How rules are changing for defense-weapons contractors

Arms manufacturers will soon face changes in how they do international business. What impact will these changes have?

Changes are coming to how arms manufacturers do business internationally, thanks to proposed changes in the International Traffic in Arms Regulations (ITAR). In fact, comments are due by the end of May. For details, the Federal Drive with Tom Temin talked with Stephanie Kostro, executive vice president for policy at the Professional Services Council.

Interview transcript:

Tom Temin Changes are coming for how arms manufacturers do business internationally. That’s thanks to proposed changes in the International Traffic and Arms Regulations, ITAR. In fact, comments are due by the end of May. We get details from the Executive Vice President for Policy at the Professional Services Council, Stephanie Kostro. And Stephanie, first of all, tell us how anything having to do with arms sales affects the services contractors that you represent.

Stephanie Kostro Tom, thanks so much for having me. And that is a question we often get at the Professional Services Council. So we, as you know, represent technology and professional services contractors who do business with the federal government. When you look at the International Traffic and Arms Regulations, or ITAR, a lot of this is about exporting, re-exporting, re-transferring internal to a country of defense articles. And so, a lot of these defense articles come with maintenance and sustainment tails. And oftentimes in a lifecycle of a system, it is that tail of sustainment and maintenance that actually overshadows the cost of the original defense articles. But I would also say ITAR focuses also on services. And so that is an area where we are very actively engaged.

Tom Temin All right. And what is going on with ITAR? It affects certain countries, in other words.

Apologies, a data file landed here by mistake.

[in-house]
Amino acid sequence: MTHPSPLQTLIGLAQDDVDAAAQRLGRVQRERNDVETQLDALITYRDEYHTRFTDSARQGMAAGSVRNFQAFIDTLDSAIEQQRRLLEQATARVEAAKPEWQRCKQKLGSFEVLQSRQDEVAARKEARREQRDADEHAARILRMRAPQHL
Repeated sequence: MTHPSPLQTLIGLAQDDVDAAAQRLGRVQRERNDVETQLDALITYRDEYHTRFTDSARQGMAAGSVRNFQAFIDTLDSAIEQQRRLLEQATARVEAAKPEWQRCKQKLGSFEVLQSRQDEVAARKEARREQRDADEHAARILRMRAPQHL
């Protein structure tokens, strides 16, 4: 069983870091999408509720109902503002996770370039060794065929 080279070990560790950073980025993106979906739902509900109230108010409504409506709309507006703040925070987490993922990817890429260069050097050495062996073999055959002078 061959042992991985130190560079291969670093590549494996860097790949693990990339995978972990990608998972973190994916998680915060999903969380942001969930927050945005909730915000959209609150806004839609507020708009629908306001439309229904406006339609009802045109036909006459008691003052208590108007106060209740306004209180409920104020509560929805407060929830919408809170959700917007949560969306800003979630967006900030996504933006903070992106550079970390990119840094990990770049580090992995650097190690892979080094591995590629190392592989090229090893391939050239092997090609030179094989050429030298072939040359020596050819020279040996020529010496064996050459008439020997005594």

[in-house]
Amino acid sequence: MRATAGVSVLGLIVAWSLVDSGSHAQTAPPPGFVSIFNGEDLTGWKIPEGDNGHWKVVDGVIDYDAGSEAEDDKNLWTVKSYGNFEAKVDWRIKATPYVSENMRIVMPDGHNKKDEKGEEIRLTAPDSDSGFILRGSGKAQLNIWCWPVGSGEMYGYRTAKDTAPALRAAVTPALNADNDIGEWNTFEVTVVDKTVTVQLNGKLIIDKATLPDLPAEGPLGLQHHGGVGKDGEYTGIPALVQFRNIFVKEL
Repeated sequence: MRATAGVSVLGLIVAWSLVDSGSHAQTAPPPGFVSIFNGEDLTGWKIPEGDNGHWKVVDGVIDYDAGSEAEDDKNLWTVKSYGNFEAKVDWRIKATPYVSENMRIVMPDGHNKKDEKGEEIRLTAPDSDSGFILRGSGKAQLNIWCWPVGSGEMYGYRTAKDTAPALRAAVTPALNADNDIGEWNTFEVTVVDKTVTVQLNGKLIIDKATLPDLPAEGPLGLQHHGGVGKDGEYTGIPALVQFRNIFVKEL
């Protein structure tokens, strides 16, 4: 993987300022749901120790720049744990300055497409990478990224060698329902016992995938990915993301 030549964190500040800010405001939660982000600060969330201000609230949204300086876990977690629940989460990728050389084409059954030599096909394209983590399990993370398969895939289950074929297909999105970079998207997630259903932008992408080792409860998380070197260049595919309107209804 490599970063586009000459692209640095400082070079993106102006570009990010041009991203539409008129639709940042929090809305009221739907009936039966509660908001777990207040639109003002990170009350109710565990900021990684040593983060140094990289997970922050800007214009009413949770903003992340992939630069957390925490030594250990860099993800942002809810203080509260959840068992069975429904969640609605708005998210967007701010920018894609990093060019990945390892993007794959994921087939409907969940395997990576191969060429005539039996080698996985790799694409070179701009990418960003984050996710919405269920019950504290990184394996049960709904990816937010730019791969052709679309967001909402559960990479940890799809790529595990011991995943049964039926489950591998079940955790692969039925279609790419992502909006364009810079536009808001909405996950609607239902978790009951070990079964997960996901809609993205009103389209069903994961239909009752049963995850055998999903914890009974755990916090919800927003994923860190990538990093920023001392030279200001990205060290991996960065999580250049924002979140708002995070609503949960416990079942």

Stephanie Kostro A few years ago, you may recall that President Biden worked with his British and Australian counterparts to create something called AUKUS, which is the Australia, UK, U.S. Security partnership. It’s a trilateral partnership to really focus on two pillars. The first pillar has everything to do with submarines. And so, talking about getting allied capabilities improved in the Indo-Pacific area of responsibility. But pillar two brings to there a whole bunch of other areas. And I’ll list a couple of them for you, Tom: advanced cyber and AI, quantum technologies, electronic warfare, information sharing and a category called innovation, which, you know, you could probably drive a truck through. Australia and the Brits, as a result of this trilateral partnership, are considering legislation to address some of their licensing requirements. And so the U.S., as part of this partnership, has introduced two rules. One is a proposed rule you just mentioned, which is ITAR’s defense articles and services. The other one is an interim final rule that the Department of Commerce released. And these comments are due June 3. And this is the commerce counterpart to ITAR. It’s the export administration regulations, and that is more to do with dual use technologies. And so, both of these rules are something that, you know, PSC and our fellow associations are considering very carefully. We are also working with our Australian and British counterpart. We have trade associations with whom we have relationships over in other countries. And talking a little bit about how we as a group are approaching these.